There's no question in my mind that the Pixel 3 is one of the best options in the flagship phone market right now. Whether you want to go small with the 3 or large with the 3 XL, you're in for an enjoyable experience. The Pixel 3 has a more compact and usable footprint, but not the battery life and cinematic screen available on the 3 XL. Everything else between the phones is identical.
Google did a great job with the hardware. The phone borders on the simplistic as far as design is concerned, but I consider that a strength in this case. (It's never been about the hardware, anyway, as far as Google is concerned.) I particularly find the all-glass build appealing, and table-stakes features such as water resistance are on board.
Google's newest version of Android is an excellent platform for a mobile device. The base user interface is as easy to use as ever, and Pie delivers tasty new tidbits such as Digital Wellbeing, Ambient Battery, and Ambient Display. Having a "pure" version of Google's excellent software is a big plus. The Pixel's own additions, such as Call Screening, are truly useful at cutting junk from your life.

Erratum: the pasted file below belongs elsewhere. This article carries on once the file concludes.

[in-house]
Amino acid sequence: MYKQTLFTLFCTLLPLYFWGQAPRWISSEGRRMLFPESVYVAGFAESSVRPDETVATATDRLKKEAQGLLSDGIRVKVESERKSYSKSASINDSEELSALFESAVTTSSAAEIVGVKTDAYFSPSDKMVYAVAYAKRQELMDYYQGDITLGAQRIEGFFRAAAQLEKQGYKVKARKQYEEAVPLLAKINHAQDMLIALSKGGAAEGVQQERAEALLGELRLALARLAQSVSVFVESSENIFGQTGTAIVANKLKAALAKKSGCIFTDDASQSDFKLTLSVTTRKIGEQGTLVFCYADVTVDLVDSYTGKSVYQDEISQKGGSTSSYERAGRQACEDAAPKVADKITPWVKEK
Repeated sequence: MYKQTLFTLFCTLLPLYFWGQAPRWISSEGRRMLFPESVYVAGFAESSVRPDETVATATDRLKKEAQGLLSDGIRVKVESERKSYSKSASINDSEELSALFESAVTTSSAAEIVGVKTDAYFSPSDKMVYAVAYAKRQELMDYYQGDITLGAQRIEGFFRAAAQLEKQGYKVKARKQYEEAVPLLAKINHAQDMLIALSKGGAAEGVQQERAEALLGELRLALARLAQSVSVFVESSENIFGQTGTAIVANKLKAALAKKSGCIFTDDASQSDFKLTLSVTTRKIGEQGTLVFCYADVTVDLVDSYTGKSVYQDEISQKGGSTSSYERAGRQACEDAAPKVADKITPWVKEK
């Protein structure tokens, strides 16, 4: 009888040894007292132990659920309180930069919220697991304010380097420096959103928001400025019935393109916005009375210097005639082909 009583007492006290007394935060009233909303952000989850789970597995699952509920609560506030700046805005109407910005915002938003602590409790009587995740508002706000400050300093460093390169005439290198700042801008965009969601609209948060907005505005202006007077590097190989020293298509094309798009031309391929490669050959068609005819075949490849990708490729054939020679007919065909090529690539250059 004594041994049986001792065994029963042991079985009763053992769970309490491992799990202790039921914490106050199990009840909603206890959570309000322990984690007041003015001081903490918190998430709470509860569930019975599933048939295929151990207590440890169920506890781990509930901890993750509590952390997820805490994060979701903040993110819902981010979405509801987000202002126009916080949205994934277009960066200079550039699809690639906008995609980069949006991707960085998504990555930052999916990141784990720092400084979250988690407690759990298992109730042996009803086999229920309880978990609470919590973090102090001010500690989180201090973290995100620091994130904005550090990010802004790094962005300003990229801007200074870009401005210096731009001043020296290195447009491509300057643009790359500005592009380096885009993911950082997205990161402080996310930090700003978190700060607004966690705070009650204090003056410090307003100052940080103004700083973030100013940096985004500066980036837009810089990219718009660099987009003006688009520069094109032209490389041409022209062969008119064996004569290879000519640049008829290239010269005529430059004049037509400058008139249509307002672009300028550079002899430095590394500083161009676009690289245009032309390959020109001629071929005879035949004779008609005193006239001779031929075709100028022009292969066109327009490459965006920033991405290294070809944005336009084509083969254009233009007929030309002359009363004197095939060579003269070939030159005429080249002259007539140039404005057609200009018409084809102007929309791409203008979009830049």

Then there's the camera. Google has crafted yet another winner. Its engineers are able to work magic to create some of the best images I've seen from a phone. If you're serious about getting the best shot with minimal fuss, the Pixel 3 and 3 XL are here for you.
You'll pay for all this awesomeness. The 64 GB Pixel 3 costs $799 and the 128 GB costs $899. The 64 GB 3 XL costs $899 and the 128 GB model costs a painful $999. These prices are ridiculous compared to last year's models, but in line with the competition. If you can, trade in your old phone. Right now, Google will give you between $200 and $335 for your old Pixel 2 XL. That goes a long way to making the Pixel 3 more affordable.
This is one phone that's worth the investment.
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5.5" display FHD+ resolution
Snapdragon 845 processor 4 GB RAM
2,915 mAh battery
NFC, Wireless Charging, Fingerprint Reader, Water-Resistant